It would only make sense that Twixtor would also be able to perform speed-change functions as well. Whether your speed is constant or keyframed for a “Matrix” type look, the results can be awesome. There are three “Stretching Methods” as Twixtor calls it; Constant Stretch, Keyframed Stretch and Speed. The “Stretch/Speed” value setting acts as they should. A setting of 2.000 in Constant Stretch mode will double the duration of the clip (don’t forget about the solid layer rule in the beginning of this article). To keyframe a time remapping sequence, I really like using the Keyframed Stretch option. Make sure you also check your Motion Blur Amount setting… to little and it might look a bit jittery and too much may induce too much motion blur and possible “goop”. This function also works in accordance with the Motion Sensitivity value. After you get used to these three different styles of time manipulation, you’ll soon see the advantages it has over AE’s time remapping system. And keep in mind too that you will not need to use any of AE’s frame blending functions to make all this work. Twixtor and FieldsKit work their magic independently under their own superior algorithm systems.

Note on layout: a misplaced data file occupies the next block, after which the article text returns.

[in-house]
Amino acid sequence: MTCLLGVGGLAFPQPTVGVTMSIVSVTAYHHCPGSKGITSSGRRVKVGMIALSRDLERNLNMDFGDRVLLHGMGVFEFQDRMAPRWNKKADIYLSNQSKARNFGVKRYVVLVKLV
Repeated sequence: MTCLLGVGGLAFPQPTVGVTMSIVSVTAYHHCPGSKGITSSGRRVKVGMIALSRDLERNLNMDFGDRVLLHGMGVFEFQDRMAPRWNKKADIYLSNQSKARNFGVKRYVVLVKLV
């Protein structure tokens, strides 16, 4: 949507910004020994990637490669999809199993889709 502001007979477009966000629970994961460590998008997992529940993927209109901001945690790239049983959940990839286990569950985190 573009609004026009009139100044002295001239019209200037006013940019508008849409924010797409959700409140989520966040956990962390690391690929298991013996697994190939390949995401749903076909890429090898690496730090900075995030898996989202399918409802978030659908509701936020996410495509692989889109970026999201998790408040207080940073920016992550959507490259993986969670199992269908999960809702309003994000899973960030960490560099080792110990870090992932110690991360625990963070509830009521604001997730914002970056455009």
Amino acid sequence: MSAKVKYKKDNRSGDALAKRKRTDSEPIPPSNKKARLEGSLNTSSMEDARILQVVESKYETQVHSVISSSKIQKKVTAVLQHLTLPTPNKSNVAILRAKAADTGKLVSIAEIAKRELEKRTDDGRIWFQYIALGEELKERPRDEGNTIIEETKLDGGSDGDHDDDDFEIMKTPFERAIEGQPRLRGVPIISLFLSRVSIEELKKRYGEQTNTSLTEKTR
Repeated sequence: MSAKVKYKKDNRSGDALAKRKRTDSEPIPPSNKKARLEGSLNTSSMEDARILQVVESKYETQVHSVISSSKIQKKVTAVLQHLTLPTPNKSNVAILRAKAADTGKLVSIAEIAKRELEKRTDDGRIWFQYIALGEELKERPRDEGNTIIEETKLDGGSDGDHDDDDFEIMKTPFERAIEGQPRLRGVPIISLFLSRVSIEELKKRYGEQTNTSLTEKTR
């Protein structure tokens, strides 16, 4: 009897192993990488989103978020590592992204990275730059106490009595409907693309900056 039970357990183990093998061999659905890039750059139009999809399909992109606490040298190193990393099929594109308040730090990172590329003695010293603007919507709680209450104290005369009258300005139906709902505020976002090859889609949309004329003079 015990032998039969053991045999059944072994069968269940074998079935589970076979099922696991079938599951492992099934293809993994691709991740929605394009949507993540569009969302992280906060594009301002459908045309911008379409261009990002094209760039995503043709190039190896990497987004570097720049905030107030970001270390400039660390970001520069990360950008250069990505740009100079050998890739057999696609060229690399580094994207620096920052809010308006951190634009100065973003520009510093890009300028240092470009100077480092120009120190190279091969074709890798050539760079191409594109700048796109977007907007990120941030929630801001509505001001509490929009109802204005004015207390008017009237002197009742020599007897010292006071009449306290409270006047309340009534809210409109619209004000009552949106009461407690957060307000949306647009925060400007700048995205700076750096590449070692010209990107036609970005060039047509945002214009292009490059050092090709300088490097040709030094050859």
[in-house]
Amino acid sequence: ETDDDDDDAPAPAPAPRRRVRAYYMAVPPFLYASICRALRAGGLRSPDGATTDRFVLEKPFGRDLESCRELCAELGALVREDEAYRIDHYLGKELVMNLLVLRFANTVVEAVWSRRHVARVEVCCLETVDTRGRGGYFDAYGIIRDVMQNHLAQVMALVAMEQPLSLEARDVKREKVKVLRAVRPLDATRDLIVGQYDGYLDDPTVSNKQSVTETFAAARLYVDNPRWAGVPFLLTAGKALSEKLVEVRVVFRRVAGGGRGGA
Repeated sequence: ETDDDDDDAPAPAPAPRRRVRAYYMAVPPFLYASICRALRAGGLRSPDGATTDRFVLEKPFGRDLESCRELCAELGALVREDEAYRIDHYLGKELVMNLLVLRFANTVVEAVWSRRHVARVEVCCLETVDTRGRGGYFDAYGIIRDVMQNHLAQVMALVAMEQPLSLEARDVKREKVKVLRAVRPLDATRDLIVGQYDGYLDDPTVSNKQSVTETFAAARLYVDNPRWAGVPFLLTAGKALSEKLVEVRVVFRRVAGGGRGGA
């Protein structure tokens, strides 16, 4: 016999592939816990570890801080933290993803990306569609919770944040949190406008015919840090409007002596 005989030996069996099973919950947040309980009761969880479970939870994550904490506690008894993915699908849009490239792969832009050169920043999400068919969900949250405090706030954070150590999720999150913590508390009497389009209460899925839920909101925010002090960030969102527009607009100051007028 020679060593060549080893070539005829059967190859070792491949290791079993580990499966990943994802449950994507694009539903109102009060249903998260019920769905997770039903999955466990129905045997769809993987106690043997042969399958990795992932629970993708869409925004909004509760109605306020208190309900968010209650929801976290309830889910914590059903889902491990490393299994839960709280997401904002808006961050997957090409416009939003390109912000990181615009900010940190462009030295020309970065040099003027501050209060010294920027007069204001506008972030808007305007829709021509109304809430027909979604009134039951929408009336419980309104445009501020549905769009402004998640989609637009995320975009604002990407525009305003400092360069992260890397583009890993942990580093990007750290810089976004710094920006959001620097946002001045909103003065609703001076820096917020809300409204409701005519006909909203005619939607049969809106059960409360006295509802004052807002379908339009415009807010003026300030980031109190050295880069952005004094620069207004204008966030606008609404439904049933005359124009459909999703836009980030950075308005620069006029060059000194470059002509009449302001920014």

In some strange instances however, I found that using AE’s time remapping function with frame blending to be better suited… but this is on a rare occasion. I can’t really explain it other than you need to try both methods out first before settling on a final result. More than likely however, you’ll stick with Twixtor. I felt I needed to add this info because in my experience, Twixtor isn’t the answer 100% of the time. And if time is a serious issue and you can sacrifice some quality (when Twixtor does show superior results) then using AE’s time remapper with frame blending might be a better solution because Twixtor (especially in conjunction with FieldsKit Deinterlacer) is a serious render hog. More on that later in the article.